The filibuster is bad for so many reasons, so I’ll just list a few of the problems it has brought on during 2009. First, the filibuster gives power to a small block of moderate Senators. If one party has anywhere from 55-60 votes, the power will rest with the few majority members who want passage of a particular piece of legislation the least. Because the leadership knows that these members are perfectly happy killing a bill, they’ll do anything to win their support. These members are well aware that they can hold bills hostage until they get what they want. (see: health care). Therefore, bills are basically written by 5 or 6 Senators who barely even want the bill to pass, even if a strong majority of the Senate supports the bill enthusiastically. This is just fundamentally unfair, and undemocratic.

Second, the filibuster enables the minority party to pursue an agenda of complete obstruction. The Republican has calculated that it will do best in 2010 and 2012 if the Democratic agenda fails. The Republican Party now has the institutional tools available to make obstruction a reality. In an ideal democracy, Democrats would have the power to enact their agenda, and the voting public would judge whether that legislation has made things better or worse. Our elections become false choices. The American people are unable to judge the policies of the elected majority. They are judging an agenda watered down by hundreds of compromises, compromises that will make bills inevitably worse or less effective. Because these policies will end up not being effective, the minority party will benefit, and may even become the majority party. Thus, our system is rewarding obstruction and stagnation. Not exactly a path to progress.

Both parties have made use of the filibuster, but it inevitably hurts Democrats and progressives. Our ultimate political goals are progress, new policies that bring us more security and opportunity, innovation etc. The right’s ultimate goals are to preserve the traditions of a glorified past, to maintain society’s general order. The right’s goals can be achieved through stagnation. Ours cannot.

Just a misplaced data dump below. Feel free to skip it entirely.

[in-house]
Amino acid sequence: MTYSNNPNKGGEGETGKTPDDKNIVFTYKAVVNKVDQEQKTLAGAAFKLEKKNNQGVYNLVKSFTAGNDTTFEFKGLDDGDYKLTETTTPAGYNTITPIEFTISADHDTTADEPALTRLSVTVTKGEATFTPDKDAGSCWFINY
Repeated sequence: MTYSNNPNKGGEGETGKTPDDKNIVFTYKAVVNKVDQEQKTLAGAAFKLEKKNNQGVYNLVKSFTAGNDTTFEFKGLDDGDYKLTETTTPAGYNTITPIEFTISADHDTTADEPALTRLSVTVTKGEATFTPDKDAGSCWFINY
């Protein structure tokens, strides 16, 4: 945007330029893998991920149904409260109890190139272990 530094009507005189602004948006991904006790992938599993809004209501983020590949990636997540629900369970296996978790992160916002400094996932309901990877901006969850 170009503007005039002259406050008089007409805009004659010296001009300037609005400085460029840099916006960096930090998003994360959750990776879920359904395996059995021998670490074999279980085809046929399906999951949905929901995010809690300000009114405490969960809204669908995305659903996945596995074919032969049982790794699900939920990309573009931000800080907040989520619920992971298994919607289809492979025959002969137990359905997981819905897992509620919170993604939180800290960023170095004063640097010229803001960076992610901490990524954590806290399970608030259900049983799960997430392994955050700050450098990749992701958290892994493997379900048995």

The other deeply troubled political institution is the media. The right-wing media, led by Fox News, dole out outrageous claims almost daily, and have poisoned our political discourse. Personalities like Glenn Beck and Bill O’Reilly sew the seeds of fear and hatred into millions of red-faced, mostly old Americans. There’s not much we can do about these loons in a system that treasures free speech.

Of more concern to me is the utter ineptness of the mainstream media. It’s not just that they cover politics like it’s a game, focusing on spectacles like Sarah Palin and Mark Sanford instead of anything important. It’s not just that the media glorifies centrism for centrism’s sake, and gives a hero’s treatment to centrist Democrats who make policies worse just for the hell of it. It’s not just that they care more about some vague notion of bipartisanship than they do about good policy.

The biggest media abuse is that they don’t ever challenge the conventional wisdom. For instance, they’ll cite voters’ worry about the deficit and lazily imply that the deficit is caused exclusively caused by Obama’s domestic programs. They’ll regurgitate absurd statements from the likes of Sarah Palin and Dick Cheney and not challenge them.

When the conventional wisdom is wrong, and no one challenges it, that’s a major problem. When absurd views are presented as one opinion among many, that’s also a major problem. That’s the media in 2009.

2. Governing is a lot harder than being in the opposition.

This one may seem rather obvious, but it's something I didn't quite appreciate until the Democrats had complete control of Washington. You can find almost any reason to oppose a piece of comprehensive legislation. For the minority, this is great news. It allows you political cover to oppose legislation without recourse. You can come up with great, politically palatable reasons to vote against something, and even if its a completely different reason than your colleagues, it allows you to unite with members of your party, and it fires up your base.